Today’s guest post is provided by the founders of FertilityIQ.com, a new website with real patient reviews designed to help couples find a good infertility doctor. Read more to find out how you can find the best doctor for your own personal care, as well as how you can help others in their search. And please, consider submitting a review of your doctor. All of the reviews on the site are patient-driven and are not provided by doctors trying to market themselves.
My wife, Deb, and I had good jobs and a predictable life here in San Francisco. We gave all of it up to see if we could bring the field of fertility treatment into the sunlight. As patients, Deb and I went to multiple doctors, in multiple states, and after we spent over $75,000 in treatment, we never found care the care we deserved. After my wife’s egg harvest at our last clinic, the nurses made a medical error and we rushed in a panic to the closest ER. When we tried to let our clinic know what had gone awry, they could not have cared less. “Someone should do something about this,” Deborah muttered under her breath. And one day we woke up and thought “we’re somebody” and maybe we should try and help.
From our kitchen table, we built a website called FertilityIQ. Our sole focus was to enfranchise a community of fertility patients to evaluate their RE (Reproductive Endocrinologist) so other hopeful parents can make a more thoughtful choice. Let’s face it, it’s just impossible to get good information as patients. Offline, we are too shrouded in stigma. Online, most of the data and content we find is provided by the clinics, directly or indirectly. Often we are fed a diet of half-truths, and deep down, we all know it. Meanwhile, our families, our savings, and our sanity, hang in the balance.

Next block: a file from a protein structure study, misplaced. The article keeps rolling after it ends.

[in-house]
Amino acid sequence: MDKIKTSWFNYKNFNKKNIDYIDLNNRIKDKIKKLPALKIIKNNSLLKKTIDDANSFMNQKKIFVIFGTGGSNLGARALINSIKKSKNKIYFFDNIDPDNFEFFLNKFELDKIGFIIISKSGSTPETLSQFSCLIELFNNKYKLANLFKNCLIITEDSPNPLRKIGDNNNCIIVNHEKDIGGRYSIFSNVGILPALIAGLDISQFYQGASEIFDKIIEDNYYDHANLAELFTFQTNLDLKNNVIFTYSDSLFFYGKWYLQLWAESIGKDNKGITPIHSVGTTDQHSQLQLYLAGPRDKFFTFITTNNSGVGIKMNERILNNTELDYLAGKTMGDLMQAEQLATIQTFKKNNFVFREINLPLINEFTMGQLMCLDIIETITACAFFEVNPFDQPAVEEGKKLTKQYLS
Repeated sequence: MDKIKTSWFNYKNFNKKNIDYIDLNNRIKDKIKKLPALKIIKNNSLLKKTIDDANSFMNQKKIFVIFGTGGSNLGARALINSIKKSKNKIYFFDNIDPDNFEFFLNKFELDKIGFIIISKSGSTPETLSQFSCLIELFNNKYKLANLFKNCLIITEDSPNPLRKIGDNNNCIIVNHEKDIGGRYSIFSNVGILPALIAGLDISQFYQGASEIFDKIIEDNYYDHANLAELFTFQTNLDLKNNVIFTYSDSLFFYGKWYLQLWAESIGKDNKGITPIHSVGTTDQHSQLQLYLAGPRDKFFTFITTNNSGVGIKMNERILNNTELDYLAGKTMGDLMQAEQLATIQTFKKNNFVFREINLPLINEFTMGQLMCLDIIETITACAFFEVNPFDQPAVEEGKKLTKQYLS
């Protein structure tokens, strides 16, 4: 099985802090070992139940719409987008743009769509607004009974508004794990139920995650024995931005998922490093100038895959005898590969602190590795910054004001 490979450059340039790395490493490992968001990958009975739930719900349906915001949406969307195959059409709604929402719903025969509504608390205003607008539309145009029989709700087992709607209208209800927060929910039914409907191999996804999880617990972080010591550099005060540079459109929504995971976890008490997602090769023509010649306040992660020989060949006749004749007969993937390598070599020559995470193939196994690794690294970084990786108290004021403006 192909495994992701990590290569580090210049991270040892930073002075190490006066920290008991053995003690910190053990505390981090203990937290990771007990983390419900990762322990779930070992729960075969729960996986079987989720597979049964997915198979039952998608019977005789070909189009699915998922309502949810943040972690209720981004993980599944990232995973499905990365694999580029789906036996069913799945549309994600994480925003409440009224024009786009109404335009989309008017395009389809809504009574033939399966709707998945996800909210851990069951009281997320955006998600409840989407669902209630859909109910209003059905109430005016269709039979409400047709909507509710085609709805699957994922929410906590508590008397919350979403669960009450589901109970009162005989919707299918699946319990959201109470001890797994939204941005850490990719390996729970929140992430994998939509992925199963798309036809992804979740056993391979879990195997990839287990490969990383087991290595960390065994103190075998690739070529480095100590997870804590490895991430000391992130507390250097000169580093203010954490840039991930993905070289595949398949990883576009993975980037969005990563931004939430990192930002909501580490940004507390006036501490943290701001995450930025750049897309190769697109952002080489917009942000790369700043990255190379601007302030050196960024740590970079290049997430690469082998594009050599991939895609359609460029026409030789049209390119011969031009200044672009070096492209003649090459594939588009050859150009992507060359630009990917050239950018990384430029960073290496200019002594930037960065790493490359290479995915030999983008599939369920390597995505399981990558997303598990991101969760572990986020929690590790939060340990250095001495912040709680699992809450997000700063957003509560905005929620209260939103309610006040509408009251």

It was a long and lonely year building FertilityIQ. The site was hugely complex to construct. We had to beg other patients and families to bravely and thoroughly evaluate their doctor. There were weeks, and months, when we wondered if this was all worth it. If we “built it”, would anyone care? To say we harbored doubt on the night of February 15th, the evening before our launch, is a galactic understatement.
Nearly six weeks later, we are stunned by the reception. Fertility patients from across the US have submitted evaluations on over 90% of the REs in America. In over 50% of the cases, patients provide a document that proves they were a patient. We are not Yelp: when you read a assessment on FertilityIQ.com, you know if the evaluation is authentic as well as the reviewer’s age, diagnosis, the treatments they have undergone, the costs they have incurred and the results they received. Without that context, a patient’s perspective is hard to calibrate.
But perfect we ain’t. We need to do more to educate patients on the relevant issues. We accept no money from the clinics, and so our impartiality compels us to do this. Next, we need more evaluations from patients of their REs. The more reviews we have from a region, the more we can help women and couples make a smarter decision with the benefit of more data. For instance, if we have 100 reviews from, say, Chicago, we can give you a general sense for what fertility patients think of the 50 REs in the area. If we have 2,000 reviews, we can tell you exactly what women like you (similar age, diagnosis, treatment history and income) think of each of the Chicagoland clinicians. If you want to help, you can simply click here: https://www.fertilityiq.com/survey-intro
As I write this, Deb and I are expecting our first child any day. Unbelievably, it happened for us naturally. More than ever, we have come to believe there is so much about fertility we have yet to understand (and that is probably why cycle success rates are <30%). But this much we know is true, the more high-quality information we share as patients, the better our collective chances at finding the care we deserve, and having the family for which we always hoped.